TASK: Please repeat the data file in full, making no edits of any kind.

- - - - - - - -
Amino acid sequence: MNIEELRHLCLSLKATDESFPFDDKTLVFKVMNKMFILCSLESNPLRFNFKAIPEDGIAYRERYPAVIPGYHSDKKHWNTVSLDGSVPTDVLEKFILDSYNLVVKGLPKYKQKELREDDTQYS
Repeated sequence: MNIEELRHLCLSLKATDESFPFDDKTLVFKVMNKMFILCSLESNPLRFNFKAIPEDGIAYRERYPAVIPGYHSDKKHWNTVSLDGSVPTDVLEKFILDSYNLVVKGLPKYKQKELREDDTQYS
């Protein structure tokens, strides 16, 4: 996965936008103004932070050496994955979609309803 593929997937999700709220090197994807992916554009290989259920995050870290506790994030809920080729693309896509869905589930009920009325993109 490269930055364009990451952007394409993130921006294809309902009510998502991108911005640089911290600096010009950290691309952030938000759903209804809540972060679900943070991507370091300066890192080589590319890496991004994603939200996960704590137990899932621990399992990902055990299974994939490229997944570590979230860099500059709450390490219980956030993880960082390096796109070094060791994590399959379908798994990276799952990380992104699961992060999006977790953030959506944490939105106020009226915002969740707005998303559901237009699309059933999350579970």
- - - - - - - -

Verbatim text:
Amino acid sequence: MNIEELRHLCLSLKATDESFPFDDKTLVFKVMNKMFILCSLESNPLRFNFKAIPEDGIAYRERYPAVIPGYHSDKKHWNTVSLDGSVPTDVLEKFILDSYNLVVKGLPKYKQKELREDDTQYS
Repeated sequence: MNIEELRHLCLSLKATDESFPFDDKTLVFKVMNKMFILCSLESNPLRFNFKAIPEDGIAYRERYPAVIPGYHSDKKHWNTVSLDGSVPTDVLEKFILDSYNLVVKGLPKYKQKELREDDTQYS
């Protein structure tokens, strides 16, 4: 996965936008103004932070050496994955979609309803 593929997937999700709220090197994807992916554009290989259920995050870290506790994030809920080729693309896509869905589930009920009325993109 490269930055364009990451952007394409993130921006294809309902009510998502991108911005640089911290600096010009950290691309952030938000759903209804809540972060679900943070991507370091300066890192080589590319890496991004994603939200996960704590137990899932621990399992990902055990299974994939490229997944570590979230860099500059709450390490219980956030993880960082390096796109070094060791994590399959379908798994990276799952990380992104699961992060999006977790953030959506944490939105106020009226915002969740707005998303559901237009699309059933999350579970």